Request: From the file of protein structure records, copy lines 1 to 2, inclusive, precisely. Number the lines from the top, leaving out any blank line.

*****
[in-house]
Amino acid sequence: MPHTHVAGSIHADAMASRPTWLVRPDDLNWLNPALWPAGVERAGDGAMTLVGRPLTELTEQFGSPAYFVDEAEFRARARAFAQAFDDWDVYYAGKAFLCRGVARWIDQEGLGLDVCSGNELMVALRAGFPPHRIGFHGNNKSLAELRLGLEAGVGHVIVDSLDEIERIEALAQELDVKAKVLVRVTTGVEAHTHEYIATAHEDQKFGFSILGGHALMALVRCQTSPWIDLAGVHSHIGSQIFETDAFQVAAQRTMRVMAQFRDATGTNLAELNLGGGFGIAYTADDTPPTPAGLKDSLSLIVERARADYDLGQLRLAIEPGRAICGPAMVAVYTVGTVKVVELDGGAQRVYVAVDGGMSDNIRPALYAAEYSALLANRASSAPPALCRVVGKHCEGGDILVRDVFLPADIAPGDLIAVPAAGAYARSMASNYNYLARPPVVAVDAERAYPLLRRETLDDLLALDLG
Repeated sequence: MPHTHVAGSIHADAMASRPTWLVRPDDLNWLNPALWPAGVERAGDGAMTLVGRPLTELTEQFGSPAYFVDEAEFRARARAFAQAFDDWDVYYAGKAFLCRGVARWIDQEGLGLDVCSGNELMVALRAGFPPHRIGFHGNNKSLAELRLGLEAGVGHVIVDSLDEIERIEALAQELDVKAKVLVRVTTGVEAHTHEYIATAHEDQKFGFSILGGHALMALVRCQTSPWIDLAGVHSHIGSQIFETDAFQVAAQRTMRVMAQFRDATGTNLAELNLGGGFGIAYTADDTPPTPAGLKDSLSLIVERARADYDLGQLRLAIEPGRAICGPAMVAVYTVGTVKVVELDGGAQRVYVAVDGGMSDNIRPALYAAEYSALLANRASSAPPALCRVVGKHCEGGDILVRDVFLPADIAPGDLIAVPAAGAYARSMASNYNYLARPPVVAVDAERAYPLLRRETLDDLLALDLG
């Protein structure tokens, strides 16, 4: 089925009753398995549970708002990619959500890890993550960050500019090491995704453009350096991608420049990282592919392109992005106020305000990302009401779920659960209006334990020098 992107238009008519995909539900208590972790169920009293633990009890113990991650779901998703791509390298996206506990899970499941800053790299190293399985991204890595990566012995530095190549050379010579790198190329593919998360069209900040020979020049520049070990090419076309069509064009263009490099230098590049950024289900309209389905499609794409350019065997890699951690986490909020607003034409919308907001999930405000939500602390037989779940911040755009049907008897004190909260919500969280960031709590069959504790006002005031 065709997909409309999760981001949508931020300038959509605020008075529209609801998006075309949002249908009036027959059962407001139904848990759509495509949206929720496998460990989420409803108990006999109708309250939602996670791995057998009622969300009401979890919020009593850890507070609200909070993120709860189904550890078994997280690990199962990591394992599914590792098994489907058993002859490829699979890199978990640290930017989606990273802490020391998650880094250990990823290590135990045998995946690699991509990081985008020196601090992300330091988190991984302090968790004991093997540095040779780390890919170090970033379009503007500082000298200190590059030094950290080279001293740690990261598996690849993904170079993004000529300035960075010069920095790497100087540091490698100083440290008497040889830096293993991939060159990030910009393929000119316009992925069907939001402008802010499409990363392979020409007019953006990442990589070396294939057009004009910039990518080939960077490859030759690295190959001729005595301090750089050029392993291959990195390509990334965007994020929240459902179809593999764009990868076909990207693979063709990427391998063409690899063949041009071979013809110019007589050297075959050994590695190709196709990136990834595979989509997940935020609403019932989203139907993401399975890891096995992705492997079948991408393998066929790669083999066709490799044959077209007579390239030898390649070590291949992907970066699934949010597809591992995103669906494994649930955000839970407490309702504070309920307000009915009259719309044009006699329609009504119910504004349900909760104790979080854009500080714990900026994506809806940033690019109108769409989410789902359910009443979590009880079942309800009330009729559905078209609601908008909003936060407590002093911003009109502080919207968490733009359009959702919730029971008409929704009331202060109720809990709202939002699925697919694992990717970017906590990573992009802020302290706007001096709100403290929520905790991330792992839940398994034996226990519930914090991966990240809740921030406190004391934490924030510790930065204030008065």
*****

[in-house]
Amino acid sequence: MPHTHVAGSIHADAMASRPTWLVRPDDLNWLNPALWPAGVERAGDGAMTLVGRPLTELTEQFGSPAYFVDEAEFRARARAFAQAFDDWDVYYAGKAFLCRGVARWIDQEGLGLDVCSGNELMVALRAGFPPHRIGFHGNNKSLAELRLGLEAGVGHVIVDSLDEIERIEALAQELDVKAKVLVRVTTGVEAHTHEYIATAHEDQKFGFSILGGHALMALVRCQTSPWIDLAGVHSHIGSQIFETDAFQVAAQRTMRVMAQFRDATGTNLAELNLGGGFGIAYTADDTPPTPAGLKDSLSLIVERARADYDLGQLRLAIEPGRAICGPAMVAVYTVGTVKVVELDGGAQRVYVAVDGGMSDNIRPALYAAEYSALLANRASSAPPALCRVVGKHCEGGDILVRDVFLPADIAPGDLIAVPAAGAYARSMASNYNYLARPPVVAVDAERAYPLLRRETLDDLLALDLG